Anti-retroviral drugs 'help reduce' HIV transmission
An HIV-positive person who takes anti-retroviral drugs after diagnosis, rather than when their health declines, can cut the risk of spreading the virus to uninfected partners by 96%, according to a study.
The United States National Institutes of Health sampled 1,763 couples in which one partner was infected by HIV.
It was abandoned four years early as the trial was so successful.
The World Health Organization said it was a "crucial development".
The study began in 2005 at 13 sites across across Africa, Asia and the Americas.
HIV-positive patients were split into two groups. In one, individuals were immediately given a course of anti-retroviral drugs.
The other group only received the treatment when their white blood cell count fell.
Both were given counselling on safe sex practices, free condoms and treatment for sexually transmitted infections.
Among those immediately starting anti-retroviral therapy there was only one case of transmission between partners.
In the other group there were 27 HIV transmissions.'Renewed commitment'
"This breakthrough is a serious game changer and will drive the prevention revolution forward. It makes HIV treatment a new priority prevention option," said Michel Sidibe, executive director of the Joint United Nations Programme on HIV/Aids (UNAIDS).
But he warned that it would cost more than ten billion dollars to provide drugs to the ten million people worldwide who are currently not receiving medication for HIV.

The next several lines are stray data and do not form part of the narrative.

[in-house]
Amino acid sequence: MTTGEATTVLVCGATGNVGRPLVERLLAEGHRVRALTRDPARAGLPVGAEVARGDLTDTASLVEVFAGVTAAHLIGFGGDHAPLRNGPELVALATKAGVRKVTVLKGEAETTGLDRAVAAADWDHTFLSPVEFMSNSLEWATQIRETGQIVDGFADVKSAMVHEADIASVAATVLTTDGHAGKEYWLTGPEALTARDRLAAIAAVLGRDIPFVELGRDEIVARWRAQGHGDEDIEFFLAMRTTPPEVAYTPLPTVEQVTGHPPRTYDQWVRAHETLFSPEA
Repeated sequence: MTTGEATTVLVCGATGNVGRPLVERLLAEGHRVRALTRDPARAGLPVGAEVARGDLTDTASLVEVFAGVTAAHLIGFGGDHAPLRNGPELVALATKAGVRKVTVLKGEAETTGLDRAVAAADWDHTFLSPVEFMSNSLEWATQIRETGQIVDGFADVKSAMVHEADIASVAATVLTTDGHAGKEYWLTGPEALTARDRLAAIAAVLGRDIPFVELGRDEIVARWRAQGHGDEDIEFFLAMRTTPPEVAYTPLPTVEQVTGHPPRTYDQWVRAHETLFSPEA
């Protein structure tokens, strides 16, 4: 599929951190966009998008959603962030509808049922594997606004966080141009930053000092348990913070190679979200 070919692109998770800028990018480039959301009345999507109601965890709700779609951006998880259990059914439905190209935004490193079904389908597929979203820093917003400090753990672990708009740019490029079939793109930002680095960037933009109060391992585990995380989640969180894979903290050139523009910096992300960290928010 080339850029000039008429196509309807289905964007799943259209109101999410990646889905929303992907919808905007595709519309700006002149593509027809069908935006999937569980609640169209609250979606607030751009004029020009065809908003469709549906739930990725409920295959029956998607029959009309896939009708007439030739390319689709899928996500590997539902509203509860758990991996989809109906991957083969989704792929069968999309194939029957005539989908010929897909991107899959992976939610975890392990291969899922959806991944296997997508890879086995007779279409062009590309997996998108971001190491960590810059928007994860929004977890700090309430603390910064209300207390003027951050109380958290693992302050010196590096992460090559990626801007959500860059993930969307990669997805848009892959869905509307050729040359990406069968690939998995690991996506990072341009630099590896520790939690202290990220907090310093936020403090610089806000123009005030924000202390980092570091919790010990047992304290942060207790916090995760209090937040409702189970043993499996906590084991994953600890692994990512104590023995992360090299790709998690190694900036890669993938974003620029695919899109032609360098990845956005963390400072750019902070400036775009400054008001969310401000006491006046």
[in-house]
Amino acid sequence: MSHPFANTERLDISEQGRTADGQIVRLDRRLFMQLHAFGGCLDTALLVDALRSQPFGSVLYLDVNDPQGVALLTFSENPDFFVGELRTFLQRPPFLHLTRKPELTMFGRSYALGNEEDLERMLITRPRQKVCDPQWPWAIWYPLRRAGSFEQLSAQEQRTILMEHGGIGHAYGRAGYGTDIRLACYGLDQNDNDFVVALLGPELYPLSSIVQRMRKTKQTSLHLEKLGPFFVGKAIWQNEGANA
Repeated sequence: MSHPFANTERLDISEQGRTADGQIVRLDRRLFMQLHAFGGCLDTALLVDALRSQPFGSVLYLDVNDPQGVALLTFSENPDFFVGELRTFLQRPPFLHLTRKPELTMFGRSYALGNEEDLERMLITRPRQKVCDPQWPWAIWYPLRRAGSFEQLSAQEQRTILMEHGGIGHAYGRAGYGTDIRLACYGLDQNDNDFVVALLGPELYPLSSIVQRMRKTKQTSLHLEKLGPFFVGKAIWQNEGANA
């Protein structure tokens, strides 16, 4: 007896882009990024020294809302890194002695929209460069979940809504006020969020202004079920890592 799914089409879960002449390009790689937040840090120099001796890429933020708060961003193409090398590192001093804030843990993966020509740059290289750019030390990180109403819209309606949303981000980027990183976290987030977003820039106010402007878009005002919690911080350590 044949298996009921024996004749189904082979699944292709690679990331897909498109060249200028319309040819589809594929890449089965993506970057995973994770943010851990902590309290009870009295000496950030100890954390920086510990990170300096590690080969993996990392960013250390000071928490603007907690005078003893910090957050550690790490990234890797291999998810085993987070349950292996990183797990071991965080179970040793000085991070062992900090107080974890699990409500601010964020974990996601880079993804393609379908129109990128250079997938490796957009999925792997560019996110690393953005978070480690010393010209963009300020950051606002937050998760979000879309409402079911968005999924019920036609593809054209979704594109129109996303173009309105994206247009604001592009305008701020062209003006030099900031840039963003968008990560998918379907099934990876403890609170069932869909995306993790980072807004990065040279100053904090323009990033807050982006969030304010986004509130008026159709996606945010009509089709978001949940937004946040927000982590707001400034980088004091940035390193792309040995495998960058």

The World Health Organization says sexual transmission accounts for 80% of all new HIV infections. Its director general, Dr Margaret Chan, described the announcement as a "crucial development"
She added: "The findings from this study will further strengthen and support the new guidance that WHO is releasing in July to help people living with HIV protect their partners."
The value of anti-retrovirals, in preventing transmission, had been speculated for some time after observational studies, but researchers say this is the first time it has been proven in clinical trials.
Keith Alcorn, from the NAM, an HIV/AIDS charity, said: "This study resoundingly confirms what lots of smaller studies have been telling us for several years.
"International donors cannot ignore the evidence any longer: HIV treatment is a very powerful form of HIV prevention, and could have a major effect on the HIV epidemic in the worst-affected countries.
"What we need now is a renewed commitment to HIV treatment, and studies to show how to get the maximum benefit out of this breakthrough at country level."